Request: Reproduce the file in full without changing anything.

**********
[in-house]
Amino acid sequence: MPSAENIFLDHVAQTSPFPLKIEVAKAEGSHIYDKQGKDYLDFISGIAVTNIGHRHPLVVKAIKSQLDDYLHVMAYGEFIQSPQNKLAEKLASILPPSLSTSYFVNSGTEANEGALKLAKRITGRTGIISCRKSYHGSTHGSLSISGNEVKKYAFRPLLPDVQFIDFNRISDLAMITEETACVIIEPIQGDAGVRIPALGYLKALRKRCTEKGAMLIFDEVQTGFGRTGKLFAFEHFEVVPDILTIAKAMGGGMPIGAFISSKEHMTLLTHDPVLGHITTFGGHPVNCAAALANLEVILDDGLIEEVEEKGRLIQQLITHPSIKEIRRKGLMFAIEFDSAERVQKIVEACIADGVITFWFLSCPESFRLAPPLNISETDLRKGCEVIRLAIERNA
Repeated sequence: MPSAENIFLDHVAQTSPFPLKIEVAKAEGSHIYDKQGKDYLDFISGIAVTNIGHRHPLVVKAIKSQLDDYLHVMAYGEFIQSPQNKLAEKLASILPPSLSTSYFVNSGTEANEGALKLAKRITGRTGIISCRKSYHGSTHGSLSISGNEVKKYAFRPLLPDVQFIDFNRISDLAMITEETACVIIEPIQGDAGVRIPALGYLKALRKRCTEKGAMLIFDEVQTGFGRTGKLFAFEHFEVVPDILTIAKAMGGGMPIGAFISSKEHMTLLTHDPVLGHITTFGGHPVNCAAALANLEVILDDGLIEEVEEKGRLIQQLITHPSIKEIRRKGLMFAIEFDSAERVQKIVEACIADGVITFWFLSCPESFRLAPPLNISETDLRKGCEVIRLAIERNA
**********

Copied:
[in-house]
Amino acid sequence: MPSAENIFLDHVAQTSPFPLKIEVAKAEGSHIYDKQGKDYLDFISGIAVTNIGHRHPLVVKAIKSQLDDYLHVMAYGEFIQSPQNKLAEKLASILPPSLSTSYFVNSGTEANEGALKLAKRITGRTGIISCRKSYHGSTHGSLSISGNEVKKYAFRPLLPDVQFIDFNRISDLAMITEETACVIIEPIQGDAGVRIPALGYLKALRKRCTEKGAMLIFDEVQTGFGRTGKLFAFEHFEVVPDILTIAKAMGGGMPIGAFISSKEHMTLLTHDPVLGHITTFGGHPVNCAAALANLEVILDDGLIEEVEEKGRLIQQLITHPSIKEIRRKGLMFAIEFDSAERVQKIVEACIADGVITFWFLSCPESFRLAPPLNISETDLRKGCEVIRLAIERNA
Repeated sequence: MPSAENIFLDHVAQTSPFPLKIEVAKAEGSHIYDKQGKDYLDFISGIAVTNIGHRHPLVVKAIKSQLDDYLHVMAYGEFIQSPQNKLAEKLASILPPSLSTSYFVNSGTEANEGALKLAKRITGRTGIISCRKSYHGSTHGSLSISGNEVKKYAFRPLLPDVQFIDFNRISDLAMITEETACVIIEPIQGDAGVRIPALGYLKALRKRCTEKGAMLIFDEVQTGFGRTGKLFAFEHFEVVPDILTIAKAMGGGMPIGAFISSKEHMTLLTHDPVLGHITTFGGHPVNCAAALANLEVILDDGLIEEVEEKGRLIQQLITHPSIKEIRRKGLMFAIEFDSAERVQKIVEACIADGVITFWFLSCPESFRLAPPLNISETDLRKGCEVIRLAIERNA